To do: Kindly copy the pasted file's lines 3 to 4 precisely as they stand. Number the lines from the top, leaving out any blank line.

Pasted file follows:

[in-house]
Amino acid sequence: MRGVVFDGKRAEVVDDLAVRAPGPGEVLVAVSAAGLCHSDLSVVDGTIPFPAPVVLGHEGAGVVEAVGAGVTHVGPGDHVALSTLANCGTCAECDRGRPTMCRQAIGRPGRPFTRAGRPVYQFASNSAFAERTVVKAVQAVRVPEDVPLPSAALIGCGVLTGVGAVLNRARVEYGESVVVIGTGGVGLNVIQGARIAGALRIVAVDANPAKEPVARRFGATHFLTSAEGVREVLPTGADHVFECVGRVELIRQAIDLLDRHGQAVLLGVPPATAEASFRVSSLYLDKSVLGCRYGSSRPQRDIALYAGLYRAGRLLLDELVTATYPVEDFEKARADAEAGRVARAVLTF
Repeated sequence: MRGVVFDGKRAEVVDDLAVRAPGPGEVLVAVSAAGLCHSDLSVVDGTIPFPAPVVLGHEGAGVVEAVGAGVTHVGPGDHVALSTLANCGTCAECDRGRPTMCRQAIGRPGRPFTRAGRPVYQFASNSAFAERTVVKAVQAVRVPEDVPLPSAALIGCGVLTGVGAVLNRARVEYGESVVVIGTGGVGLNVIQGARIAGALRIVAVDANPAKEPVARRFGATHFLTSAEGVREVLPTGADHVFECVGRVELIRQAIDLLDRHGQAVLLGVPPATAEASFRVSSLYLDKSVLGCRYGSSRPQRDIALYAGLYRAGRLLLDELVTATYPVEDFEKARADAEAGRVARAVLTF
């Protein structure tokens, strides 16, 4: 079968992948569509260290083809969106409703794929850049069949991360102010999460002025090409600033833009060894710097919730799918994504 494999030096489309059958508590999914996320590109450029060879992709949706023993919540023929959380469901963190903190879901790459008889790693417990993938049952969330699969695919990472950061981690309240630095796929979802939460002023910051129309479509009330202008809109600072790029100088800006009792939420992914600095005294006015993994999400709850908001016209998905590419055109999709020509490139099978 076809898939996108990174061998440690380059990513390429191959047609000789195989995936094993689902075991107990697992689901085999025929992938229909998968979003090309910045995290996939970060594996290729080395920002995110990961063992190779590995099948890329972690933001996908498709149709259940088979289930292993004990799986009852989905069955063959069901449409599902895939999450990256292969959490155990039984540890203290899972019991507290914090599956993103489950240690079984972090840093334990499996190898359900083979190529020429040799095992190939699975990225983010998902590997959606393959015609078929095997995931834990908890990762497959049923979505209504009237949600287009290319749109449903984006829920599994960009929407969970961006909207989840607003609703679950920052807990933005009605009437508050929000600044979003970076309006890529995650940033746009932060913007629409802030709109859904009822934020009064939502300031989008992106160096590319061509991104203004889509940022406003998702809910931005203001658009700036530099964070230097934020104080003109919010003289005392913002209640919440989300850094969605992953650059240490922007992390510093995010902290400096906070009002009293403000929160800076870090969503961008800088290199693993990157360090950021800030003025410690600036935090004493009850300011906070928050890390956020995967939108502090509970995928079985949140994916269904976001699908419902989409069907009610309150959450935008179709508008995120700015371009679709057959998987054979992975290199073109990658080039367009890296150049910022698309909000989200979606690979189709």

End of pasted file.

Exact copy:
Repeated sequence: MRGVVFDGKRAEVVDDLAVRAPGPGEVLVAVSAAGLCHSDLSVVDGTIPFPAPVVLGHEGAGVVEAVGAGVTHVGPGDHVALSTLANCGTCAECDRGRPTMCRQAIGRPGRPFTRAGRPVYQFASNSAFAERTVVKAVQAVRVPEDVPLPSAALIGCGVLTGVGAVLNRARVEYGESVVVIGTGGVGLNVIQGARIAGALRIVAVDANPAKEPVARRFGATHFLTSAEGVREVLPTGADHVFECVGRVELIRQAIDLLDRHGQAVLLGVPPATAEASFRVSSLYLDKSVLGCRYGSSRPQRDIALYAGLYRAGRLLLDELVTATYPVEDFEKARADAEAGRVARAVLTF
């Protein structure tokens, strides 16, 4: 079968992948569509260290083809969106409703794929850049069949991360102010999460002025090409600033833009060894710097919730799918994504 494999030096489309059958508590999914996320590109450029060879992709949706023993919540023929959380469901963190903190879901790459008889790693417990993938049952969330699969695919990472950061981690309240630095796929979802939460002023910051129309479509009330202008809109600072790029100088800006009792939420992914600095005294006015993994999400709850908001016209998905590419055109999709020509490139099978 076809898939996108990174061998440690380059990513390429191959047609000789195989995936094993689902075991107990697992689901085999025929992938229909998968979003090309910045995290996939970060594996290729080395920002995110990961063992190779590995099948890329972690933001996908498709149709259940088979289930292993004990799986009852989905069955063959069901449409599902895939999450990256292969959490155990039984540890203290899972019991507290914090599956993103489950240690079984972090840093334990499996190898359900083979190529020429040799095992190939699975990225983010998902590997959606393959015609078929095997995931834990908890990762497959049923979505209504009237949600287009290319749109449903984006829920599994960009929407969970961006909207989840607003609703679950920052807990933005009605009437508050929000600044979003970076309006890529995650940033746009932060913007629409802030709109859904009822934020009064939502300031989008992106160096590319061509991104203004889509940022406003998702809910931005203001658009700036530099964070230097934020104080003109919010003289005392913002209640919440989300850094969605992953650059240490922007992390510093995010902290400096906070009002009293403000929160800076870090969503961008800088290199693993990157360090950021800030003025410690600036935090004493009850300011906070928050890390956020995967939108502090509970995928079985949140994916269904976001699908419902989409069907009610309150959450935008179709508008995120700015371009679709057959998987054979992975290199073109990658080039367009890296150049910022698309909000989200979606690979189709």